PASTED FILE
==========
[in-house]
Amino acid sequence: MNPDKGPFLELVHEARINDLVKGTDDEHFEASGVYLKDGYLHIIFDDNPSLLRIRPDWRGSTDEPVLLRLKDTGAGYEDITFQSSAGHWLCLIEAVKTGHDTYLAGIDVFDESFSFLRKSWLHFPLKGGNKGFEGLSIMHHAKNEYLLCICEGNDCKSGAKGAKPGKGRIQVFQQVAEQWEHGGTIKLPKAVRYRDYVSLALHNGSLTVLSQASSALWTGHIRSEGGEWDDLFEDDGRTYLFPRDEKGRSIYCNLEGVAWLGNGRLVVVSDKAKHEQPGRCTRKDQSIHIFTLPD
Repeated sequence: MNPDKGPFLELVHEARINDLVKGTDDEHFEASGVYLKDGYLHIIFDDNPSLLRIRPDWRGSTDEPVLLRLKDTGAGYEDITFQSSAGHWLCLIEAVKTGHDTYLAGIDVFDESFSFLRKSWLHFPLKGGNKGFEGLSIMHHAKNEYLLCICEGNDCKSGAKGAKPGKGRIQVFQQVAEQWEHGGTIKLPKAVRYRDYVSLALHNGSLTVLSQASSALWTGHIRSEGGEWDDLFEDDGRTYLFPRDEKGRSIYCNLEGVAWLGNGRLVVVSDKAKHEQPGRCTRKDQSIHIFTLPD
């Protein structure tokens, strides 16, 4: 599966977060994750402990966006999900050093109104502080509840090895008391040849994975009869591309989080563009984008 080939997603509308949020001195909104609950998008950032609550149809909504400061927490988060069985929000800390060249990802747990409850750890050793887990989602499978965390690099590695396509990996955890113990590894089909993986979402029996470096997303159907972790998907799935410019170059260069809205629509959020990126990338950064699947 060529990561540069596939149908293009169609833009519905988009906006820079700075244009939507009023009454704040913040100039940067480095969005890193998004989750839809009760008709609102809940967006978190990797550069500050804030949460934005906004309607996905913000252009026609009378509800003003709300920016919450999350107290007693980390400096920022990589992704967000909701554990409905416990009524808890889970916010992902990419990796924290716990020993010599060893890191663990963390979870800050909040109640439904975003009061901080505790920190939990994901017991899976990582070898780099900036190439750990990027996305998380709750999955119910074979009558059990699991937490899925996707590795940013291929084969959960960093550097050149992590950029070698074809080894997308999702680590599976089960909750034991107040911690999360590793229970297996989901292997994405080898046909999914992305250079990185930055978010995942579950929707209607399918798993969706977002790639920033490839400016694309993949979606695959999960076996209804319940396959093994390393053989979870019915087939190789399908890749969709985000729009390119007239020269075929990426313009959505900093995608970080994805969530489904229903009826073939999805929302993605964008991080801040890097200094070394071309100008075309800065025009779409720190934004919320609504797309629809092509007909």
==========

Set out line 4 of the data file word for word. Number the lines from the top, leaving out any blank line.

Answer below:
């Protein structure tokens, strides 16, 4: 599966977060994750402990966006999900050093109104502080509840090895008391040849994975009869591309989080563009984008 080939997603509308949020001195909104609950998008950032609550149809909504400061927490988060069985929000800390060249990802747990409850750890050793887990989602499978965390690099590695396509990996955890113990590894089909993986979402029996470096997303159907972790998907799935410019170059260069809205629509959020990126990338950064699947 060529990561540069596939149908293009169609833009519905988009906006820079700075244009939507009023009454704040913040100039940067480095969005890193998004989750839809009760008709609102809940967006978190990797550069500050804030949460934005906004309607996905913000252009026609009378509800003003709300920016919450999350107290007693980390400096920022990589992704967000909701554990409905416990009524808890889970916010992902990419990796924290716990020993010599060893890191663990963390979870800050909040109640439904975003009061901080505790920190939990994901017991899976990582070898780099900036190439750990990027996305998380709750999955119910074979009558059990699991937490899925996707590795940013291929084969959960960093550097050149992590950029070698074809080894997308999702680590599976089960909750034991107040911690999360590793229970297996989901292997994405080898046909999914992305250079990185930055978010995942579950929707209607399918798993969706977002790639920033490839400016694309993949979606695959999960076996209804319940396959093994390393053989979870019915087939190789399908890749969709985000729009390119007239020269075929990426313009959505900093995608970080994805969530489904229903009826073939999805929302993605964008991080801040890097200094070394071309100008075309800065025009779409720190934004919320609504797309629809092509007909």